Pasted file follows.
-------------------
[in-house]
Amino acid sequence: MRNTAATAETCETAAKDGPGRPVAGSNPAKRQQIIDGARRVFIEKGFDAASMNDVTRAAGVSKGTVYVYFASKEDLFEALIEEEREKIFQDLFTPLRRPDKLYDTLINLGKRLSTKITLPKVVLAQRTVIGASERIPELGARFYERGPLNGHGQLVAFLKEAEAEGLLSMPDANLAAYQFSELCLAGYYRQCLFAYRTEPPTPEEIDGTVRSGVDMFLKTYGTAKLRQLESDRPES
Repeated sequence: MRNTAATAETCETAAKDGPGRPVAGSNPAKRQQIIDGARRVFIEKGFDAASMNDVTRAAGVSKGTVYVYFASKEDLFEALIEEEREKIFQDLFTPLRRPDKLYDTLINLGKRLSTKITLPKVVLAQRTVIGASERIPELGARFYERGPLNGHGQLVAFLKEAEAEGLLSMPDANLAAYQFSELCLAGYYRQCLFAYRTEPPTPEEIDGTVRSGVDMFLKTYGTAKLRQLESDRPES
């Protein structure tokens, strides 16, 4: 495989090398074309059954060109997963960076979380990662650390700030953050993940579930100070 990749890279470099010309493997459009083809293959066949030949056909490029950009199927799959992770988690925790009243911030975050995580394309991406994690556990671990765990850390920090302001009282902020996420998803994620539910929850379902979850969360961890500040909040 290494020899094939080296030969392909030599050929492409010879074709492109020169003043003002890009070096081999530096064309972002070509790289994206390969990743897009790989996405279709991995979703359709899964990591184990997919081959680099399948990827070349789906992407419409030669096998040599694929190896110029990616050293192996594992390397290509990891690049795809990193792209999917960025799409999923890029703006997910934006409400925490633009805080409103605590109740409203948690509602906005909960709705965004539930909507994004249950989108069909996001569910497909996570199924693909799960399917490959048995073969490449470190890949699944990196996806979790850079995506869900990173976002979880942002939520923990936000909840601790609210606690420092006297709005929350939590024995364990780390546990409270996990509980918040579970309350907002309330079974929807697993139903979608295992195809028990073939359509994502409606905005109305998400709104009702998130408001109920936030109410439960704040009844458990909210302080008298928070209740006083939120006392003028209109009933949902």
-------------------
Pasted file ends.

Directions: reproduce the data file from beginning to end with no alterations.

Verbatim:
[in-house]
Amino acid sequence: MRNTAATAETCETAAKDGPGRPVAGSNPAKRQQIIDGARRVFIEKGFDAASMNDVTRAAGVSKGTVYVYFASKEDLFEALIEEEREKIFQDLFTPLRRPDKLYDTLINLGKRLSTKITLPKVVLAQRTVIGASERIPELGARFYERGPLNGHGQLVAFLKEAEAEGLLSMPDANLAAYQFSELCLAGYYRQCLFAYRTEPPTPEEIDGTVRSGVDMFLKTYGTAKLRQLESDRPES
Repeated sequence: MRNTAATAETCETAAKDGPGRPVAGSNPAKRQQIIDGARRVFIEKGFDAASMNDVTRAAGVSKGTVYVYFASKEDLFEALIEEEREKIFQDLFTPLRRPDKLYDTLINLGKRLSTKITLPKVVLAQRTVIGASERIPELGARFYERGPLNGHGQLVAFLKEAEAEGLLSMPDANLAAYQFSELCLAGYYRQCLFAYRTEPPTPEEIDGTVRSGVDMFLKTYGTAKLRQLESDRPES
């Protein structure tokens, strides 16, 4: 495989090398074309059954060109997963960076979380990662650390700030953050993940579930100070 990749890279470099010309493997459009083809293959066949030949056909490029950009199927799959992770988690925790009243911030975050995580394309991406994690556990671990765990850390920090302001009282902020996420998803994620539910929850379902979850969360961890500040909040 290494020899094939080296030969392909030599050929492409010879074709492109020169003043003002890009070096081999530096064309972002070509790289994206390969990743897009790989996405279709991995979703359709899964990591184990997919081959680099399948990827070349789906992407419409030669096998040599694929190896110029990616050293192996594992390397290509990891690049795809990193792209999917960025799409999923890029703006997910934006409400925490633009805080409103605590109740409203948690509602906005909960709705965004539930909507994004249950989108069909996001569910497909996570199924693909799960399917490959048995073969490449470190890949699944990196996806979790850079995506869900990173976002979880942002939520923990936000909840601790609210606690420092006297709005929350939590024995364990780390546990409270996990509980918040579970309350907002309330079974929807697993139903979608295992195809028990073939359509994502409606905005109305998400709104009702998130408001109920936030109410439960704040009844458990909210302080008298928070209740006083939120006392003028209109009933949902």